Jodi Lea Stewart takes us on a vivid journey through pre-communist China into the Revolution, Mexico and South America, and the United States. She creates places and people that you can almost see, almost reach out and touch, and she describes parts of history that I hadn’t given much thought to. What was it like to live in China as the Communists came to power? Would I have been able to withstand the pressure to conform, or would I, too, have given in like Babe’s host family? If I were Pinkie, going from bad to worse, could I have ever found it in me to trust again?
The tension in each character’s story is compelling, and you can’t help but love Pinkie and Babe. I could also relate to Charlotte, raised in the South as she was. Her story may not be quite as dramatic and intense as the other two, but she has suffered her own hurts as well. Stewart’s portrayal of people deeply affected by trauma, with that trauma impacting how they continue to live and relate to others, is very realistic.
There is heartache and difficulty here, but the story ends on an upswing. The ROSE Organization offers hope where there was none and help even when providing that assistance is challenging. Makes you think that deep down, there are still decent people left who want to make the world a better place. This was an enjoyable read for me, and I’d recommend it to anyone who likes historical fiction.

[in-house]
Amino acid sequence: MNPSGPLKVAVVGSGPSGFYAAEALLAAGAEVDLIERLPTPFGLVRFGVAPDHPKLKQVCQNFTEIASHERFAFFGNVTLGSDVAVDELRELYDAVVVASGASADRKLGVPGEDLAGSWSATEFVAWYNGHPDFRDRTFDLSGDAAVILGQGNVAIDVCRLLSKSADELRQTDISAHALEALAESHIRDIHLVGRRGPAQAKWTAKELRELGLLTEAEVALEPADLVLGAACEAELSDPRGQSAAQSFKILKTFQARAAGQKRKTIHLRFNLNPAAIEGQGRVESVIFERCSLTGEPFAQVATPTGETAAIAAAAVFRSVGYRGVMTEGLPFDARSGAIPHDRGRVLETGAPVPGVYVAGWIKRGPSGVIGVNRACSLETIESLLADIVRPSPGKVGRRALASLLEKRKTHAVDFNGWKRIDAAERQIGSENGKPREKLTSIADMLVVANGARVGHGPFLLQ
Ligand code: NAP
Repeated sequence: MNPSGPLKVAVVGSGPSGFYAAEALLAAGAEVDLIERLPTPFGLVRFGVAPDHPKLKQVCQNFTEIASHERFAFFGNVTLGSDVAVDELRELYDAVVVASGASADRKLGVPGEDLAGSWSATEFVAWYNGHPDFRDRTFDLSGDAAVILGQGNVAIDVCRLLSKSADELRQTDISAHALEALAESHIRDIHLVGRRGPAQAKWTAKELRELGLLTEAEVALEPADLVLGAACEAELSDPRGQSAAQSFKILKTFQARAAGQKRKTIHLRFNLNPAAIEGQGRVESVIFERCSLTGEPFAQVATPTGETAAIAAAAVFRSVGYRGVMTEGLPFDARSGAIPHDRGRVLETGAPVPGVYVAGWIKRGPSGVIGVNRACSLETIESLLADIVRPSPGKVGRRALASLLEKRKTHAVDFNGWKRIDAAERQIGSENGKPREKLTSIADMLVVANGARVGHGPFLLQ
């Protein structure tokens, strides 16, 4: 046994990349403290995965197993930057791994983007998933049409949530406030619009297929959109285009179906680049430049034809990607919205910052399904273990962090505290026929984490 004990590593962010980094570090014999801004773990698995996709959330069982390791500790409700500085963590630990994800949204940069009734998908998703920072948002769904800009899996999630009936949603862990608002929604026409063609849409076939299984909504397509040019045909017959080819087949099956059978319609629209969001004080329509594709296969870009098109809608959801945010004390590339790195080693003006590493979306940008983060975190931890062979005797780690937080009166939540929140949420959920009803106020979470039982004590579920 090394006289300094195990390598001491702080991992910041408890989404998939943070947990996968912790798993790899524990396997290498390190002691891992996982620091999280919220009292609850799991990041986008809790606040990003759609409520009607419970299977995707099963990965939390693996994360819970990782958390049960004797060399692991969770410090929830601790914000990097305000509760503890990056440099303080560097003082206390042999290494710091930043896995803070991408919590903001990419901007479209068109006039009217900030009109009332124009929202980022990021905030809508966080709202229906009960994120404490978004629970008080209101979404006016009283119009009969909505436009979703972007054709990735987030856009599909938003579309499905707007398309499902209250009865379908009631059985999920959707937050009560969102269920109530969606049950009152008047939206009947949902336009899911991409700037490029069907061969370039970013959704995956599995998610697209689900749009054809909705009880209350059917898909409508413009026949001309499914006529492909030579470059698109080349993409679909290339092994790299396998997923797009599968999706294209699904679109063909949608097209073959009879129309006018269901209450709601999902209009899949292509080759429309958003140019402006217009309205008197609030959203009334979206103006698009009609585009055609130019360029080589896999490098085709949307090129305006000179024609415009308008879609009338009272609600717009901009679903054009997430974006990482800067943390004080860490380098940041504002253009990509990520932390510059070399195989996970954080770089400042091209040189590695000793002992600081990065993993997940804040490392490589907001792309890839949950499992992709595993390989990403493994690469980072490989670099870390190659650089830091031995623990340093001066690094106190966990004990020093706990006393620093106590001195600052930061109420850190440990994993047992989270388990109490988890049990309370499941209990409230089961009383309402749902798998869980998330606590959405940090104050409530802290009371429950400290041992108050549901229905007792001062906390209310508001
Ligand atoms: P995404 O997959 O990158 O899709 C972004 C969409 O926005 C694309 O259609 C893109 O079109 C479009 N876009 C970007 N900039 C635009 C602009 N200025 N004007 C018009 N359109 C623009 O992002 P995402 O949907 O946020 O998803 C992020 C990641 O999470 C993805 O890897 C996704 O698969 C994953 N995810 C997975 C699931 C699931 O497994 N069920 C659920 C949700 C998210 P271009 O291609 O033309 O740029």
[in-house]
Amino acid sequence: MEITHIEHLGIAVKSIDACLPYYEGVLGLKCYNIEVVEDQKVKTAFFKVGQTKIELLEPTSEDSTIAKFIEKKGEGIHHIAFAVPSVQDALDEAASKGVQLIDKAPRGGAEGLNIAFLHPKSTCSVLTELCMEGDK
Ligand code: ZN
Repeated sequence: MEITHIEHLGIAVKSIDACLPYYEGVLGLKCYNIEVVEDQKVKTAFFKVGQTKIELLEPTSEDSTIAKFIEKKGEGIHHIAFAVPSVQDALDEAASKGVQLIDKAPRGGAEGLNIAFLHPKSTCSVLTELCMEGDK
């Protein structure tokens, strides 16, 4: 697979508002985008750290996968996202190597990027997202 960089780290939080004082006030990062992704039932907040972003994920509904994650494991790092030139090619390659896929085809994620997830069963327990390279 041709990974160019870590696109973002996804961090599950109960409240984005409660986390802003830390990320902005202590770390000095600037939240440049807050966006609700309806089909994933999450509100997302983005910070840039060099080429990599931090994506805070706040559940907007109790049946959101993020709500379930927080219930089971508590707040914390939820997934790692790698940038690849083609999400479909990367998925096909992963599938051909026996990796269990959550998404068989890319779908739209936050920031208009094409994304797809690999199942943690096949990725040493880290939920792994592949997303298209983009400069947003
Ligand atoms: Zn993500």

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Jodi Lea Stewart is a fiction author who centers her themes around the triumph of overcoming adversity through grit, humor, and hard-rock tenacity. Born in Texas and growing up in Arizona smelling cedar berries and cow pens on a large cattle ranch wedged between the Navajo Nation and the White Mountain Apache Tribe, most of her friends were Native American and Hispanic, with a few Anglos thrown in for good measure. On the ranch, she climbed petroglyph-etched boulders, sang to chickens, bounced two feet in the air in the backend of pickups wrestling through washed-out terracotta roads, and rode horseback on the winds of her imagination through the arroyos and mountains of the Arizona high country. Later, she left her studies at the University of Arizona in Tucson to move to San Francisco, where she learned about peace, love, and exactly what she didn’t want to do with her life.
Moving back to her native Texas, Jodi graduated summa cum laude with a BS in Business Management, raised three+ children, worked as an electro-mechanical drafter, penned humor columns for a college periodical, wrote regional western articles, and served as managing editor of a Fortune 500 corporate newsletter. Her lifelong friendship with all shades of folks, cowpunchers, southern belles, intellectuals, and “outlaws” propels Jodi into writing comfortably about the Southwest, the South, and far beyond. She currently resides in Arizona with her husband, two wild and crazy Standard poodles, one rescue cat, her fun-loving ninety-plus-year-old mom, a never-be-still-four-year-old tornado, and numerous bossy houseplants.
I love when authors build worlds that are so vivid that reading is almost a multi-sensory experience. Sounds like this book has that and a lot more to offer readers. Thanks for your review!